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NFTs for Mass Issuance to be Classified as Virtual Assets in South Korea

Jai Pratap
Last updated: | 1 min read
South Korea NFTs

With the ‘Virtual Asset User Protection Act‘ set to take effect on July 19, the Financial Services Commission (FSC) has issued new guidelines detailing when non-fungible tokens (NFTs) should be considered virtual assets.

Under the new guidelines, general NFTs traded for content collection purposes will remain outside the scope of virtual assets. However, NFTs exhibiting characteristics akin to virtual assets will be subject to the same regulations. Businesses issuing such NFTs must report their operations to authorities as virtual asset businesses, local outlet News1 reported earlier today.

What Qualifies NFT As Virtual Asset?

Key criteria for NFTs to be classified as virtual assets include mass issuance, divisibility, and usage as a payment means. Specifically, NFTs issued in large quantities or series, thus diminishing their uniqueness, will fall under the virtual asset category.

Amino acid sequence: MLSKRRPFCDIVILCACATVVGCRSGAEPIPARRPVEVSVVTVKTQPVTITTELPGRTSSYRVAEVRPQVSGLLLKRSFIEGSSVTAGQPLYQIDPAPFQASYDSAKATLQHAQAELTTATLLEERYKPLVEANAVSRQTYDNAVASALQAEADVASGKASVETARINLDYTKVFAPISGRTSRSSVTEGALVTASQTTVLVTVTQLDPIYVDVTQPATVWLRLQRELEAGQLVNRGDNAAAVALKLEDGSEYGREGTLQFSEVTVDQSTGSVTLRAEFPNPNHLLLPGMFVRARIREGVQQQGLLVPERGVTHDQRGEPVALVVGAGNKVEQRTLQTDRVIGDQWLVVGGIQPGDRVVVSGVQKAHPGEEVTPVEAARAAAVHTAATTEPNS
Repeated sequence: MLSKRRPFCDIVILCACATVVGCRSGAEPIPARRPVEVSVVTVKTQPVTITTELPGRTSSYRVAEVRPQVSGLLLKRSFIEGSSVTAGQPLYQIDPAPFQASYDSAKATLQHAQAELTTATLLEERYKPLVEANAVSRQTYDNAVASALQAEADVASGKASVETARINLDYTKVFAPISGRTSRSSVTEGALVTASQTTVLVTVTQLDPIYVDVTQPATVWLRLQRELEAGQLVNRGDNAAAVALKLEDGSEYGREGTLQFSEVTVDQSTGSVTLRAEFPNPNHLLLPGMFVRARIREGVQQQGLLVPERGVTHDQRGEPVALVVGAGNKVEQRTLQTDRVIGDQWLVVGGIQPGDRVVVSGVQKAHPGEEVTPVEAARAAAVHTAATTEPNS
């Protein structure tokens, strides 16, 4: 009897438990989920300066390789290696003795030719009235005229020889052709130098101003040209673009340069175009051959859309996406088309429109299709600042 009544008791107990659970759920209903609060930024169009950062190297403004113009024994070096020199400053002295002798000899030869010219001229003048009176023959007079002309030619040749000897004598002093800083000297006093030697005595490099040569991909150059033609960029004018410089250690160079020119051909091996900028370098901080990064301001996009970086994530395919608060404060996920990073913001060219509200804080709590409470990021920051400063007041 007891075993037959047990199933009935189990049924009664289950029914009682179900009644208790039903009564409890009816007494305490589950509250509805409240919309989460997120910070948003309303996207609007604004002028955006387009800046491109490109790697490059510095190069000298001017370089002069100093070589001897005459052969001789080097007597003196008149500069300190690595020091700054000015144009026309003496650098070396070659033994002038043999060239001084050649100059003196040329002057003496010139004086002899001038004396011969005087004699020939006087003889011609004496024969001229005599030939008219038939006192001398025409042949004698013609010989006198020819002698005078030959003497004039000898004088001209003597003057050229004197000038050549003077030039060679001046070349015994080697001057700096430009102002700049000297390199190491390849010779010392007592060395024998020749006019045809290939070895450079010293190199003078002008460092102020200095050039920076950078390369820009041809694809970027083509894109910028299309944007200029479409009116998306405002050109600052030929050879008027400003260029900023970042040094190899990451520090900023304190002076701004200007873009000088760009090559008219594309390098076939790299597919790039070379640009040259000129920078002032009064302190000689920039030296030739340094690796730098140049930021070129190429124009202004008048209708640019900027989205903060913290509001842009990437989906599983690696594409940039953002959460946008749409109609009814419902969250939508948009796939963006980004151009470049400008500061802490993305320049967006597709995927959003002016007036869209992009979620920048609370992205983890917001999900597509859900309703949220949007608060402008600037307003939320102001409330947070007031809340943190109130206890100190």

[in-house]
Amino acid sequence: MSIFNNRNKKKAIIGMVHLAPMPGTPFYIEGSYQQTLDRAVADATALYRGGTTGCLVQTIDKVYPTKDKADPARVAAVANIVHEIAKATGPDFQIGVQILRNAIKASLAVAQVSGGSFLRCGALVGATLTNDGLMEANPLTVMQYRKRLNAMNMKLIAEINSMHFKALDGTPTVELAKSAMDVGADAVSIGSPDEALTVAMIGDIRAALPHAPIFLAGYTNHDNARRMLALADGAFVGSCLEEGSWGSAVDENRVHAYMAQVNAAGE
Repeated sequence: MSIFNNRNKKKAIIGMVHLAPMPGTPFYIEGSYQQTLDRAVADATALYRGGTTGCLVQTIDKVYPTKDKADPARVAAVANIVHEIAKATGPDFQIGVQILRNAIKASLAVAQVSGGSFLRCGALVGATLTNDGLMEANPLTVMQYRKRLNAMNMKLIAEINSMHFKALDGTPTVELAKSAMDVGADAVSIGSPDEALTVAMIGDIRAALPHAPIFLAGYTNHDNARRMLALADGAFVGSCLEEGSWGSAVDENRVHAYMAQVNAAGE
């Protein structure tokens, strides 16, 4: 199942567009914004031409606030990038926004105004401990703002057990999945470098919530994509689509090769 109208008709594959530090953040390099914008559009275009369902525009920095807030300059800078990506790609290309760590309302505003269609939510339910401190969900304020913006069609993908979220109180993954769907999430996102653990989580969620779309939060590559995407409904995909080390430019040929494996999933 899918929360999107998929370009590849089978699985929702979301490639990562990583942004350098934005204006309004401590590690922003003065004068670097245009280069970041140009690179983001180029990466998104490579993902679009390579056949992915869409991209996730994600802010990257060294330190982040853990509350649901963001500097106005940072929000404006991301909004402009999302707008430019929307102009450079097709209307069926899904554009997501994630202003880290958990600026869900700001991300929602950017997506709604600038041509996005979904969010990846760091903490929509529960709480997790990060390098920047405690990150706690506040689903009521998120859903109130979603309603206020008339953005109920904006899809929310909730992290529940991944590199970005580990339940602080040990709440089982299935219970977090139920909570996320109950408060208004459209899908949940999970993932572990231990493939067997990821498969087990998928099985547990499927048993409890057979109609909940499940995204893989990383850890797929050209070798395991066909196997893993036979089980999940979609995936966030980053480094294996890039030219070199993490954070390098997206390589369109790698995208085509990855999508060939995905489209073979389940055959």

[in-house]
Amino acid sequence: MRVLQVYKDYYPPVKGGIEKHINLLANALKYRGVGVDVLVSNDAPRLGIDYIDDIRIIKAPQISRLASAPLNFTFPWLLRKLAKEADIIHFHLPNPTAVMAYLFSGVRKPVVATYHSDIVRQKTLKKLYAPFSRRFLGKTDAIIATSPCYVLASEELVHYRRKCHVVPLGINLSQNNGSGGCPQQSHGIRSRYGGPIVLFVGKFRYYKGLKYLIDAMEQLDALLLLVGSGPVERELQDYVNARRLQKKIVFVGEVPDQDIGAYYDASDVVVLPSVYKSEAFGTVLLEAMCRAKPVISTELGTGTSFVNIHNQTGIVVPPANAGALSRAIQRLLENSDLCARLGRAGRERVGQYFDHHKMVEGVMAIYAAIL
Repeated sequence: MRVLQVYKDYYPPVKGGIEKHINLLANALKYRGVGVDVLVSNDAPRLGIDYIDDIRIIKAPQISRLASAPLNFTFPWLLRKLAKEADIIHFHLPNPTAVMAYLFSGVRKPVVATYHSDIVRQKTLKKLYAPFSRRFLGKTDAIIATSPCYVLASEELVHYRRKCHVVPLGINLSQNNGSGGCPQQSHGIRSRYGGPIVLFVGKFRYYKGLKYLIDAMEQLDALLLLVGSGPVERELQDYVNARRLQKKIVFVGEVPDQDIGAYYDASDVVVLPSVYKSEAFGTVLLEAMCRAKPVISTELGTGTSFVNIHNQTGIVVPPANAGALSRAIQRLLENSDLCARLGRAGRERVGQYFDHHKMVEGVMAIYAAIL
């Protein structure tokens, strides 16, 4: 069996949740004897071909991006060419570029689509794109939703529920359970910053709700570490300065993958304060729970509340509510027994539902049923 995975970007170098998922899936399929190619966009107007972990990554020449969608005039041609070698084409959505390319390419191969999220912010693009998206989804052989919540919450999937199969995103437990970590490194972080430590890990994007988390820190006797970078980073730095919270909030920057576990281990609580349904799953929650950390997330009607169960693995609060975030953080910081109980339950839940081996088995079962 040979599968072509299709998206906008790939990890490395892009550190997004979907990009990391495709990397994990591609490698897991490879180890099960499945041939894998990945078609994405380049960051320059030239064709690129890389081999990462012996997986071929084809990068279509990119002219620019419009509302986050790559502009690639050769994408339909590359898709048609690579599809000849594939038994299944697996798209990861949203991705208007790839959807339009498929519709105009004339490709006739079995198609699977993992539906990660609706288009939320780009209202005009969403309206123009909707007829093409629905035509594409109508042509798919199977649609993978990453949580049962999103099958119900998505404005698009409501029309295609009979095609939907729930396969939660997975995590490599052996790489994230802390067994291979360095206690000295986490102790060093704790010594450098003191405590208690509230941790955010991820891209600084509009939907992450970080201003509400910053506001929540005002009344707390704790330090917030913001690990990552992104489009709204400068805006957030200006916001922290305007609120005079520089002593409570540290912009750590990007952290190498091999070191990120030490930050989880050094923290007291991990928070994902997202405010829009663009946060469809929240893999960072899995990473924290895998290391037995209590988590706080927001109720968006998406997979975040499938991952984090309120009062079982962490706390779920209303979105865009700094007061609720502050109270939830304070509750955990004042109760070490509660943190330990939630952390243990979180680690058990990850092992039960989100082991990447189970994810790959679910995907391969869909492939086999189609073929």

The FSC highlighted that this classification targets NFTs where the primary intent is market profit rather than collection.

Divisible NFTs, or those that can be broken into smaller units, also lose their uniqueness and thus qualify as virtual assets.

Moreover, NFTs used directly or indirectly as a means of payment for goods or services, or exchanged between unspecified persons, are considered virtual assets.

The FSC underscored that NFTs issued solely for the purpose of being exchanged for another virtual asset would be classified as virtual assets. This does not apply to NFTs purchased with virtual assets on marketplaces.

Businesses Dealing with NFTs Must Comply With the ‘Specific Financial Information Act’

Jeon Yo-seop, head of the Financial Innovation Planning Division at the FSC, explained that these measures are intended to prevent the misuse of NFTs as exchange notes to circumvent virtual asset regulations.

He emphasized that the FSC will judge the nature of NFTs strictly, without broad interpretations that could dilute regulatory effectiveness.

Businesses handling NFTs must scrutinize these guidelines to determine if their NFTs qualify as virtual assets. If they do, businesses must comply with the ‘Specific Financial Information Act,’ which covers the sale, exchange, transfer, storage, and brokerage of virtual assets. Failure to report as a virtual asset business operator could result in criminal penalties.

For businesses uncertain about their NFTs’ classification, the FSC offers consultation services. Jeon noted that the Commission will provide examples and case judgments to assist businesses in navigating these new regulations.